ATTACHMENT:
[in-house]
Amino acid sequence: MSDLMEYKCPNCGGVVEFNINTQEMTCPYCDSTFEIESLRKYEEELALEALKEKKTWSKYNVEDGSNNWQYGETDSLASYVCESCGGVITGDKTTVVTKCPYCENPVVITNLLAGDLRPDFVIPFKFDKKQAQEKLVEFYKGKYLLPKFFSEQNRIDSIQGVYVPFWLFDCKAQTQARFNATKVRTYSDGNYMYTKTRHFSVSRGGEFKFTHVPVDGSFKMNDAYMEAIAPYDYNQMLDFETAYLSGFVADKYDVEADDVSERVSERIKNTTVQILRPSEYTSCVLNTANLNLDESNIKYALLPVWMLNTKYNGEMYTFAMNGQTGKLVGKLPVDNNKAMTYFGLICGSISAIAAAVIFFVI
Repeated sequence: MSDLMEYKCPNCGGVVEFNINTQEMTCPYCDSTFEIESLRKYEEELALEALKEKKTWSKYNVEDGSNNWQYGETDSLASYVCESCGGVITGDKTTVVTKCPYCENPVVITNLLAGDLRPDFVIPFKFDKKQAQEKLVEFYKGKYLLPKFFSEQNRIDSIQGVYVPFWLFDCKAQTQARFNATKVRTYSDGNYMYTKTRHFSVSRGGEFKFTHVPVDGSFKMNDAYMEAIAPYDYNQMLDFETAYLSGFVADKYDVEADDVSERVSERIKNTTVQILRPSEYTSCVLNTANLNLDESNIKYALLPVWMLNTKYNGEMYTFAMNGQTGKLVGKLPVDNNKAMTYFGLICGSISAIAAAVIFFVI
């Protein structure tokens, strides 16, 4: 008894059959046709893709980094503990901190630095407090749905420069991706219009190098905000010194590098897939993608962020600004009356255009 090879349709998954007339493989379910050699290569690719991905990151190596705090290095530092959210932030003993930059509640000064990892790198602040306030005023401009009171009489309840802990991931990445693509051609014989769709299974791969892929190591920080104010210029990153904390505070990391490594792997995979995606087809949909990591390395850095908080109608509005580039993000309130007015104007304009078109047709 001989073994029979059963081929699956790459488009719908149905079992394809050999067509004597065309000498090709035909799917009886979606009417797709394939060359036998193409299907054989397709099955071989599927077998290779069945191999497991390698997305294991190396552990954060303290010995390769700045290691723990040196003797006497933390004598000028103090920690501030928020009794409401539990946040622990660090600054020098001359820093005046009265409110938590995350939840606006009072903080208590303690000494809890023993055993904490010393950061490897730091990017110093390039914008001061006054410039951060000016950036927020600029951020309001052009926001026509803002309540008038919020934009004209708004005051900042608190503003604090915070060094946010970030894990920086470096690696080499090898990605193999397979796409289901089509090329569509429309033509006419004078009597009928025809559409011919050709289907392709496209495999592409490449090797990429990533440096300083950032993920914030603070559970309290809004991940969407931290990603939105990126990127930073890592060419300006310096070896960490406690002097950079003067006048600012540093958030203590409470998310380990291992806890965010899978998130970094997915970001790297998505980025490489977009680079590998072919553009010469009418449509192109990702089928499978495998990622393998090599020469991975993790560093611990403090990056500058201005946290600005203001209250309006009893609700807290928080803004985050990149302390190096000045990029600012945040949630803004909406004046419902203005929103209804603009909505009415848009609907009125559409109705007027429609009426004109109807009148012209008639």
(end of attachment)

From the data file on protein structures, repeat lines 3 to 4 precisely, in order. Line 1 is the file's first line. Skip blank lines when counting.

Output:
Repeated sequence: MSDLMEYKCPNCGGVVEFNINTQEMTCPYCDSTFEIESLRKYEEELALEALKEKKTWSKYNVEDGSNNWQYGETDSLASYVCESCGGVITGDKTTVVTKCPYCENPVVITNLLAGDLRPDFVIPFKFDKKQAQEKLVEFYKGKYLLPKFFSEQNRIDSIQGVYVPFWLFDCKAQTQARFNATKVRTYSDGNYMYTKTRHFSVSRGGEFKFTHVPVDGSFKMNDAYMEAIAPYDYNQMLDFETAYLSGFVADKYDVEADDVSERVSERIKNTTVQILRPSEYTSCVLNTANLNLDESNIKYALLPVWMLNTKYNGEMYTFAMNGQTGKLVGKLPVDNNKAMTYFGLICGSISAIAAAVIFFVI
């Protein structure tokens, strides 16, 4: 008894059959046709893709980094503990901190630095407090749905420069991706219009190098905000010194590098897939993608962020600004009356255009 090879349709998954007339493989379910050699290569690719991905990151190596705090290095530092959210932030003993930059509640000064990892790198602040306030005023401009009171009489309840802990991931990445693509051609014989769709299974791969892929190591920080104010210029990153904390505070990391490594792997995979995606087809949909990591390395850095908080109608509005580039993000309130007015104007304009078109047709 001989073994029979059963081929699956790459488009719908149905079992394809050999067509004597065309000498090709035909799917009886979606009417797709394939060359036998193409299907054989397709099955071989599927077998290779069945191999497991390698997305294991190396552990954060303290010995390769700045290691723990040196003797006497933390004598000028103090920690501030928020009794409401539990946040622990660090600054020098001359820093005046009265409110938590995350939840606006009072903080208590303690000494809890023993055993904490010393950061490897730091990017110093390039914008001061006054410039951060000016950036927020600029951020309001052009926001026509803002309540008038919020934009004209708004005051900042608190503003604090915070060094946010970030894990920086470096690696080499090898990605193999397979796409289901089509090329569509429309033509006419004078009597009928025809559409011919050709289907392709496209495999592409490449090797990429990533440096300083950032993920914030603070559970309290809004991940969407931290990603939105990126990127930073890592060419300006310096070896960490406690002097950079003067006048600012540093958030203590409470998310380990291992806890965010899978998130970094997915970001790297998505980025490489977009680079590998072919553009010469009418449509192109990702089928499978495998990622393998090599020469991975993790560093611990403090990056500058201005946290600005203001209250309006009893609700807290928080803004985050990149302390190096000045990029600012945040949630803004909406004046419902203005929103209804603009909505009415848009609907009125559409109705007027429609009426004109109807009148012209008639």